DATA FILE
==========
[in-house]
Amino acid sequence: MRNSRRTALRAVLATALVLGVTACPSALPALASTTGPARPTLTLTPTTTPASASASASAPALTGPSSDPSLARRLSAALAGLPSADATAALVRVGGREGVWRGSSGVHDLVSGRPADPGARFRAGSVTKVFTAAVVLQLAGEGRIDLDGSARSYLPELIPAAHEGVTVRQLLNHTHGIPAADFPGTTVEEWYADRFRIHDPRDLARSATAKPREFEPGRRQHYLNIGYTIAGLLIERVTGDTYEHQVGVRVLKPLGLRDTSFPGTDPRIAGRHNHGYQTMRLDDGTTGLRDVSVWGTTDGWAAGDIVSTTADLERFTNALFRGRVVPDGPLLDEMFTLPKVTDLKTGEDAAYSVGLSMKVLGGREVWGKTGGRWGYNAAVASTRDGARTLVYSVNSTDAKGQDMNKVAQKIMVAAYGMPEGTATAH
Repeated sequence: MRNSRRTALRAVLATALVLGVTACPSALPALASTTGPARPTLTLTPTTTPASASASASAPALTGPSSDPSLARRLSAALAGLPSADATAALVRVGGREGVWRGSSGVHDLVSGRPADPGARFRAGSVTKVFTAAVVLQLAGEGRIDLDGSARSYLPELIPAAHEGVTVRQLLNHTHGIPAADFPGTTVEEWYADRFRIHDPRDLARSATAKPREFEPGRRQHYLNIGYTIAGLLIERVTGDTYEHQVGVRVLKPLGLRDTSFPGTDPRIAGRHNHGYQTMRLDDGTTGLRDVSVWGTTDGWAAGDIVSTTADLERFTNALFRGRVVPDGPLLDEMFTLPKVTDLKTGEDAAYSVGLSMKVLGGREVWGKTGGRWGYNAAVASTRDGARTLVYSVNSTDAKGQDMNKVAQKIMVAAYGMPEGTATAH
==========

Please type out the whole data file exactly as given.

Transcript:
[in-house]
Amino acid sequence: MRNSRRTALRAVLATALVLGVTACPSALPALASTTGPARPTLTLTPTTTPASASASASAPALTGPSSDPSLARRLSAALAGLPSADATAALVRVGGREGVWRGSSGVHDLVSGRPADPGARFRAGSVTKVFTAAVVLQLAGEGRIDLDGSARSYLPELIPAAHEGVTVRQLLNHTHGIPAADFPGTTVEEWYADRFRIHDPRDLARSATAKPREFEPGRRQHYLNIGYTIAGLLIERVTGDTYEHQVGVRVLKPLGLRDTSFPGTDPRIAGRHNHGYQTMRLDDGTTGLRDVSVWGTTDGWAAGDIVSTTADLERFTNALFRGRVVPDGPLLDEMFTLPKVTDLKTGEDAAYSVGLSMKVLGGREVWGKTGGRWGYNAAVASTRDGARTLVYSVNSTDAKGQDMNKVAQKIMVAAYGMPEGTATAH
Repeated sequence: MRNSRRTALRAVLATALVLGVTACPSALPALASTTGPARPTLTLTPTTTPASASASASAPALTGPSSDPSLARRLSAALAGLPSADATAALVRVGGREGVWRGSSGVHDLVSGRPADPGARFRAGSVTKVFTAAVVLQLAGEGRIDLDGSARSYLPELIPAAHEGVTVRQLLNHTHGIPAADFPGTTVEEWYADRFRIHDPRDLARSATAKPREFEPGRRQHYLNIGYTIAGLLIERVTGDTYEHQVGVRVLKPLGLRDTSFPGTDPRIAGRHNHGYQTMRLDDGTTGLRDVSVWGTTDGWAAGDIVSTTADLERFTNALFRGRVVPDGPLLDEMFTLPKVTDLKTGEDAAYSVGLSMKVLGGREVWGKTGGRWGYNAAVASTRDGARTLVYSVNSTDAKGQDMNKVAQKIMVAAYGMPEGTATAH